Reading & revising lessons from Cheryl Strayed’s memoir, Wild.
Find the work that moves you the most deeply and read it over and over again. I’ve had many great teachers, but the most valuable lessons I learned were from writers on the page.—Cheryl Strayed’s third writing precept, from her website
I’m sure it’s no accident that right after reading Wild I got the insight to feather memories of my father throughout my memoir in progress. In previous drafts I’d used a couple of chapters to depict him. Dumb. Especially since, years ago, before I even started writing my book, a wise old editor I told about my farming adventure and how it came in the wake of my father’s serial farming adventures said, “Don’t write a whole chapter on him. Have him appear now and then. Like you’re walking across your pasture and you think of him.”
Cheryl Strayed’s Wild, currently number one on The New York Times nonfiction bestseller list, is long and meaty, a traditional yarn; it feels both nakedly sincere and confident in its unguarded honesty, a book with a lot of heart. Just what I’m aiming for myself. But I couldn’t see how Strayed pulled everything off when I first read it in May, though I did see that she wove in her backstory instead of stopping the narrative with chunks and slabs of Vital Background.
Wild depicts a grueling 1,100-mile solo hike Strayed took, in 1995, from southern California to Oregon, dodging bears and rattlesnakes and reading great literature in her tent at night, burning the pages in the morning in her campfire. She’d grown up outdoors but had never backpacked, not once, until she loaded her pack and tried to lift it just before setting out. She couldn’t pick it up, couldn’t budge it from the floor, having stuffed the large pack with so much that it probably weighed north of seventy pounds. She had to squirm into it on the floor and lift with her legs. And her boots were too small. That’s the strong foreground story, a young woman bent with a physical weight and carrying intolerable emotional baggage.
Her backstory about that baggage includes memories of her abusive father, whom her mother divorced when Strayed was six; of being raised by her hippy-ish back-to-the-land horse-loving mother and a crunchy carpenter stepfather in Minnesota; of suffering through her mother’s illness and unexpectedly quick death from lung cancer at age forty-five, when Strayed was a senior in college; of being devastated by grief and by her subsequent affairs, heroin abuse, and divorce; of her picking that new last name, Strayed; of her impulse when at rock bottom to buy a book on hiking the Pacific Crest Trail, which she’d never heard of and which was thousands of miles to the west of her home in Minneapolis.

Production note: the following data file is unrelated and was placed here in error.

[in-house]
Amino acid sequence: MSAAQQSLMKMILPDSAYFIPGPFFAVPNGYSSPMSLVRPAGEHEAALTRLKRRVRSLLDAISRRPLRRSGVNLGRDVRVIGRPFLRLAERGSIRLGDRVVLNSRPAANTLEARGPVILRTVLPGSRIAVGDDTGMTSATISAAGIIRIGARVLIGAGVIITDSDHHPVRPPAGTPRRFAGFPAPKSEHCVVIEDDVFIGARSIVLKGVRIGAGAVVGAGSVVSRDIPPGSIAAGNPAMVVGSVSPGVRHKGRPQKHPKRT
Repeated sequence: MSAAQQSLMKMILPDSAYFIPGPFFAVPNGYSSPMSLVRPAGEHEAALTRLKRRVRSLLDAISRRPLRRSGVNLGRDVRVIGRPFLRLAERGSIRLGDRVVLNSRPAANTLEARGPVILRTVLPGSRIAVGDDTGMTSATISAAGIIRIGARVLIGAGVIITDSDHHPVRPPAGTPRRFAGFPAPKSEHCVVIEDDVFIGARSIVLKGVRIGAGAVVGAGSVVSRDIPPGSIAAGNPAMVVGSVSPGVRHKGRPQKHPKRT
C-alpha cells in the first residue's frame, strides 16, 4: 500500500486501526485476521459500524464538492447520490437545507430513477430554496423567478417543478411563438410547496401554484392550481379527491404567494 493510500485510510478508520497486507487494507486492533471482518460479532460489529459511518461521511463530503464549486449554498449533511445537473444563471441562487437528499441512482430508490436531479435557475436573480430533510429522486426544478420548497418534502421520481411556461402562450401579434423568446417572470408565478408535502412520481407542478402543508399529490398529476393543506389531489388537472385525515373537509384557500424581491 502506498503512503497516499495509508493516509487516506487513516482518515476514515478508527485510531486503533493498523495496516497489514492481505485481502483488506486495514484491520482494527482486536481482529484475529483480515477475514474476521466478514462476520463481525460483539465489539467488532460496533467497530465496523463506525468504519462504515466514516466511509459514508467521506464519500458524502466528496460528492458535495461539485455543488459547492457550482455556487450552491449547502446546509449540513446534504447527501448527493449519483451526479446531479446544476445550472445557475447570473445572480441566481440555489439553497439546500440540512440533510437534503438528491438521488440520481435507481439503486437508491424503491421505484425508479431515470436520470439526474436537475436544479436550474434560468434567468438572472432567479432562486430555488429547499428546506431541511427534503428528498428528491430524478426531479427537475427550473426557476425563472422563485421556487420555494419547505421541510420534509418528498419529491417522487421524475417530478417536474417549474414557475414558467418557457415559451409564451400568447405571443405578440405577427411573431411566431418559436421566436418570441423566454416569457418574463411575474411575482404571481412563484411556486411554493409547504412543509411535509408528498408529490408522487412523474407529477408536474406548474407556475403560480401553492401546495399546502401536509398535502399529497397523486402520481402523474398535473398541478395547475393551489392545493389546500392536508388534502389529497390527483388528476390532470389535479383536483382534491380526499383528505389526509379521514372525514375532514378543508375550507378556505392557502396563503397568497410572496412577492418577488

Other than noticing that Strayed’s riveting life story was woven into the hike, what struck me the first time I read Wild was how Strayed depicted her affairs in comparison with a gritty essay about them she published in The Sun. At first I thought she wasn’t as graphic because she needed to be more likable for a 315-page book—her couplings went beyond rampant promiscuity into self destruction, considering the damaged and predatory men she picked to pummel her in the depth of her toxic sorrow. But now I’m sure, after reading Wild a second time, that her more elliptical treatment of her affairs was about a choice she made not to bog down the narrative. In the book, she only depicts one, with the man who started her using heroin and who was her and her long-suffering husband’s final straw. After that, Strayed, adulterer and neophyte heroin user, made an extreme and impulsive but life-affirming decision to take a hike to clean herself up.
As a writer she really knows what to delve into and what not. Here’s her entire summation of what happened after she discovered she’d gotten pregnant by the junkie boy—during post breakup sex, alas:
I got an abortion and learned how to make dehydrated tuna flakes and turkey jerky and took a refresher course on basic first aid and practiced using my water purifier in my kitchen sink.
That’s it on the abortion, no depiction—because it wasn’t needed (and knowing that as a writer can be so hard; it can take hundreds of pages to see what should have been one line)—though Strayed does recall the abortion on the trail when she realizes one day that it would have been her mother’s fiftieth birthday and that she’d have had her baby about then. She knew she had to become a different woman first, she reflects, and not one trapped by children like her mother was. Strayed then spends much of the day painfully raging at her mother for dying. As a writer she’s unafraid to show herself in a bad light, and we get on her side, root for the straying orphan.
Her plucky persona, that good-girl-gone-bad-trying-to-be good, really worked for me. I marveled at how fast I was devouring Wild—I’ve since heard others say they read it compulsively—even though the thought of donning a backpack made my spinus erectus muscles threaten to spasm, as if trying to protect my farming-ruined and thoroughly age-desiccated vertebrae. I might have been able to carry a pack when I was Strayed’s age when she did it, twenty-six and turning twenty-seven, but I doubt I would have endured the body chafing and pulped feet and six lost toenails that went with it.
She was one tough chick.
Next: Rereading Wild to unlock its intricate construction.